emerging markets

Emerging markets across the globe saw record-breaking funding totals in 2019, with multiple regions seeing their most active year to date.

More than $7.99 billion was invested across 715 deals in emerging markets in 2019, according to a recent report from the Emerging Market Private Equity Association (EMPEA). This marks an increase of 47 percent from the $4.18 billion invested across Africa, Latin America, Central and Eastern Europe, South-East Asia and the Middle East in 2018.

These markets have grown by 5x since 2015 when $1.54 was invested across those regions.

“It was a record year of VC investment in pretty much every market EMPEA follows except the Middle East,” said Julie Ruvolo, managing director of venture capital at EMPEA. “There is a bit of similar story if you look at the fundraising numbers as well.”

Latin America saw the biggest deal across emerging markets in 2019. Brazil-based Nubank, a fintech start-up, raised a $400 million Series F round last summer. TCV led the round and was joined by Ribbit Capital, Sequoia Capital and Thrive Capital, among others.

Africa saw the highest funding growth from 2018 to 2019. The market saw $764 million invested across 53 deals, a 76 percent increase from the $183 million invested in 2018.

Within Africa, Nigeria had an outstanding year capturing nearly half, 46 percent, of the region’s capital. More than $358 million was invested and the country saw three of the five top deals in the region.

Chinese VCs played a large roll in Africa’s funding in 2019. Chinese VCs invested in three of the top six rounds in the country. Chinese VCs investing in emerging markets is something that is happening more and more, Ruvolo said.

“China-based VCs participated in 35 deals in South-East Asia and very much present in Africa,” Ruvolo said. “The global investors are often investing alongside local investors which is a theme that plays out in a number of markets.”

Silicon Valley-based 500 Startups was one of the most active investors across emerging markets in 2019 especially in the Middle East, Africa and South-East Asia.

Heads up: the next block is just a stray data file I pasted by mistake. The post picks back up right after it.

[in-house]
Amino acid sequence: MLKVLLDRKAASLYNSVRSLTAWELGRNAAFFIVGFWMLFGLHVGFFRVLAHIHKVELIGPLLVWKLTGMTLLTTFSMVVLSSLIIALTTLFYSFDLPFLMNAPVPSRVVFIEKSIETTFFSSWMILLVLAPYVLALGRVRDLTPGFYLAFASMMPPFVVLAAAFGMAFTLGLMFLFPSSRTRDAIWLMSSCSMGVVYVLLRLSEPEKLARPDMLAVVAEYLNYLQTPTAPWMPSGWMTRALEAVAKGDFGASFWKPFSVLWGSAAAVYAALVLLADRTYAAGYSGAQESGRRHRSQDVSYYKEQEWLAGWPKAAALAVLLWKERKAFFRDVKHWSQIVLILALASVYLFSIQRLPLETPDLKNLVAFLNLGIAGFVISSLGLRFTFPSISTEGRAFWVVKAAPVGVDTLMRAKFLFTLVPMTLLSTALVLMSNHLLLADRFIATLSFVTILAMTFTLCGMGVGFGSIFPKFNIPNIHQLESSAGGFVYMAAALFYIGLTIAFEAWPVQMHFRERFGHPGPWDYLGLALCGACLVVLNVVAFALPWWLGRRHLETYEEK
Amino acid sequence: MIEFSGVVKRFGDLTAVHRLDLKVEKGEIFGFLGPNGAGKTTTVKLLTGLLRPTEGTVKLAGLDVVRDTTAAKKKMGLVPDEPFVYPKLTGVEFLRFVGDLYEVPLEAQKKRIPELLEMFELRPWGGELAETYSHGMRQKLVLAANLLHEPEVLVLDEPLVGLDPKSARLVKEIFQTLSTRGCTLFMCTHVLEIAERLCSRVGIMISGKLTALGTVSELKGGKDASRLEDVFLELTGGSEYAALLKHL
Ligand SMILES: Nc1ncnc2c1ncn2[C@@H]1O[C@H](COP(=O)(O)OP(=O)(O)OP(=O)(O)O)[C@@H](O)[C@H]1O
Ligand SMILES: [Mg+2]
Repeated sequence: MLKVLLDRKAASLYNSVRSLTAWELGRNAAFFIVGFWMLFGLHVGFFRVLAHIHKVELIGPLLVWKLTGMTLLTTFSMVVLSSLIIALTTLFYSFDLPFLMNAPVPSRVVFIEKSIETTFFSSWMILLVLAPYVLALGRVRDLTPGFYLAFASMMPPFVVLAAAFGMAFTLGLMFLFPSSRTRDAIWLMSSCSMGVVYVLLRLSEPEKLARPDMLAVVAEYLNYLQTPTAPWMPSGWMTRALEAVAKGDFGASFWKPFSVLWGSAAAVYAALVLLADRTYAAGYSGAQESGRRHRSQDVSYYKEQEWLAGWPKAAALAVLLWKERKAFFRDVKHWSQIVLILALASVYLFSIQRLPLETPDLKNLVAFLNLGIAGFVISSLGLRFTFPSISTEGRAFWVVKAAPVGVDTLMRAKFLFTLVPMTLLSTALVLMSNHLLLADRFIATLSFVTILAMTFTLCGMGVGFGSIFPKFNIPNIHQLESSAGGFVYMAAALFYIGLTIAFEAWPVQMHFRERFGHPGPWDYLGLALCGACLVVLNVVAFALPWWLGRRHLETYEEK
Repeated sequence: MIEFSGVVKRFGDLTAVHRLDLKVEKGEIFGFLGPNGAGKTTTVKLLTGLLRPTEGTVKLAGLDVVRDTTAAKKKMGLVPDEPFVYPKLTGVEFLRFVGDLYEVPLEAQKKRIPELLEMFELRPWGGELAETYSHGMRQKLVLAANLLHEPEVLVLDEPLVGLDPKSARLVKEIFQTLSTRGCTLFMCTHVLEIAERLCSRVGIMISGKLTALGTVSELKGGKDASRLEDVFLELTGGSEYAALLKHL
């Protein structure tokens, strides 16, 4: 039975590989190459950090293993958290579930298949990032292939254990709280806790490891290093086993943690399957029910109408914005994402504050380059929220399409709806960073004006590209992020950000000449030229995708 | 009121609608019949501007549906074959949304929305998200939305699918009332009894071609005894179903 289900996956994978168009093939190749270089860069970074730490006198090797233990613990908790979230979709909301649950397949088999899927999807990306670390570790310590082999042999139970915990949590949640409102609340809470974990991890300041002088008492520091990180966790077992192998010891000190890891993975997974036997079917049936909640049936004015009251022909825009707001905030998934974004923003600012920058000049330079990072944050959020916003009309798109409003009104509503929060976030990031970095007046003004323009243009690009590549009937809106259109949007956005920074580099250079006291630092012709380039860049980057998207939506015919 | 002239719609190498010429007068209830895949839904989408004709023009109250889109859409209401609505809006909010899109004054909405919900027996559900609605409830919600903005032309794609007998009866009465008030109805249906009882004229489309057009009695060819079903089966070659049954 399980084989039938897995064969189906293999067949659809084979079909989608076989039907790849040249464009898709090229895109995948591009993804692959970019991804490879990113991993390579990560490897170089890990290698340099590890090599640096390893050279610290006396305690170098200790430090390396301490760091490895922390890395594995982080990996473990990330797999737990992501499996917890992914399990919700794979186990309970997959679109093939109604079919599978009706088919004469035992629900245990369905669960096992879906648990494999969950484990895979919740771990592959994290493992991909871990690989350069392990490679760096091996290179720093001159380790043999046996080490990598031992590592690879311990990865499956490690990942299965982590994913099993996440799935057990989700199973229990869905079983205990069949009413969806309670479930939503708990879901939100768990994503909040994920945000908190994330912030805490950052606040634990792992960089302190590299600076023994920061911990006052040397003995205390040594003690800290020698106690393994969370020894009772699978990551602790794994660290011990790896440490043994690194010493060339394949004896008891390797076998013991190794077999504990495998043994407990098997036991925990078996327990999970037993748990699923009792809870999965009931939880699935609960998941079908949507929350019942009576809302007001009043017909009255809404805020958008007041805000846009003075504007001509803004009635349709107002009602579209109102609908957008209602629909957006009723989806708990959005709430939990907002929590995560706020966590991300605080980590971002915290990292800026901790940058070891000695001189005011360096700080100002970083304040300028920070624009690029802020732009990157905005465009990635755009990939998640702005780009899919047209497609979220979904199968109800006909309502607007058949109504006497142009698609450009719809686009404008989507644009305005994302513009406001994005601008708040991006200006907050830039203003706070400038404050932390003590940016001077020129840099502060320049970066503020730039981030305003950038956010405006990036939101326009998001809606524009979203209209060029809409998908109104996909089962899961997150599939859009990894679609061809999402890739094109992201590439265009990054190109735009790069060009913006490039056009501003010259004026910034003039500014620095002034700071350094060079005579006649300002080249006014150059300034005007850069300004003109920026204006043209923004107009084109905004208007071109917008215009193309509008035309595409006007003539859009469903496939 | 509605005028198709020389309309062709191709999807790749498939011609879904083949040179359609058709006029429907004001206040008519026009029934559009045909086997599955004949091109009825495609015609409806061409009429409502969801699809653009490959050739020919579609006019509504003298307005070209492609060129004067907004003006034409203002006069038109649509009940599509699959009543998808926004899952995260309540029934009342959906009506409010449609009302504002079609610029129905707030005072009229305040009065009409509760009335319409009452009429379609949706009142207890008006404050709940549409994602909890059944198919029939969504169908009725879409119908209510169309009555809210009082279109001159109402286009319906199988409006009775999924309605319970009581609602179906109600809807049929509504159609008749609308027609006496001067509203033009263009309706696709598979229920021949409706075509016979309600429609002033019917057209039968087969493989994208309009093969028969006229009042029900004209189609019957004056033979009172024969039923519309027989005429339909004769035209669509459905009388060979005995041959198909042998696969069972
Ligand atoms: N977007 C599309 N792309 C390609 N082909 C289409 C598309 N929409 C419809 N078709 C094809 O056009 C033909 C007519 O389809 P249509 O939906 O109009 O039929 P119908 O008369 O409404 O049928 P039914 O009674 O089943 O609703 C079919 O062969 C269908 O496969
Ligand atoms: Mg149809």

Ruvolo said that while some notable funds are being closed in each region, global players are the most active investors in most emerging markets, with the exception of Latin America and South-East Asia.

“There were some concerns that Latin America and South-East Asia would be too fragmented [for regional funds], but both of those markets have locally-based managers raising multiple funds and having success,” Ruvolo said.

Ruvolo said many of the same sectors like fintech, healthtech, edtech and e-commerce are grabbing the most funding across emerging markets.

“It’s interesting to see some parallel examples of start-ups across emerging markets of technology being backed by local managers and global managers,” Ruvolo said. “A number of the themes of 2019 are very relevant in 2020.”

Vehicles targeting specific emerging markets saw a record year for fundraising closing on $2.87 billion, up 48 percent from the $1.47 billion raised in 2018. South-East Asia, Latin America and Central and Eastern Europe saw record fundraising for their regions.

Notable fundraises include Buenos Aires-based KaszeK Ventures which closed on $600 million across a pair of funds, Berlin-based Earlybird Venture Capital raised $134 million to focus on Central and Eastern Europe, and Nairobi-based Novastar Ventures raised $71 million to invest across Africa.

Ruvolo said that despite the coronavirus unraveling across the globe, the combination of the resiliency found in emerging markets and most regions coming off of such a strong 2019, she thinks they will fare just fine in 2020.

“The emerging market ecosystem are coming off if not a record year for investment, records being broken,” Ruvolo said. “There are start-ups that have money and runway to pivot even if they are in less than ideal industries.”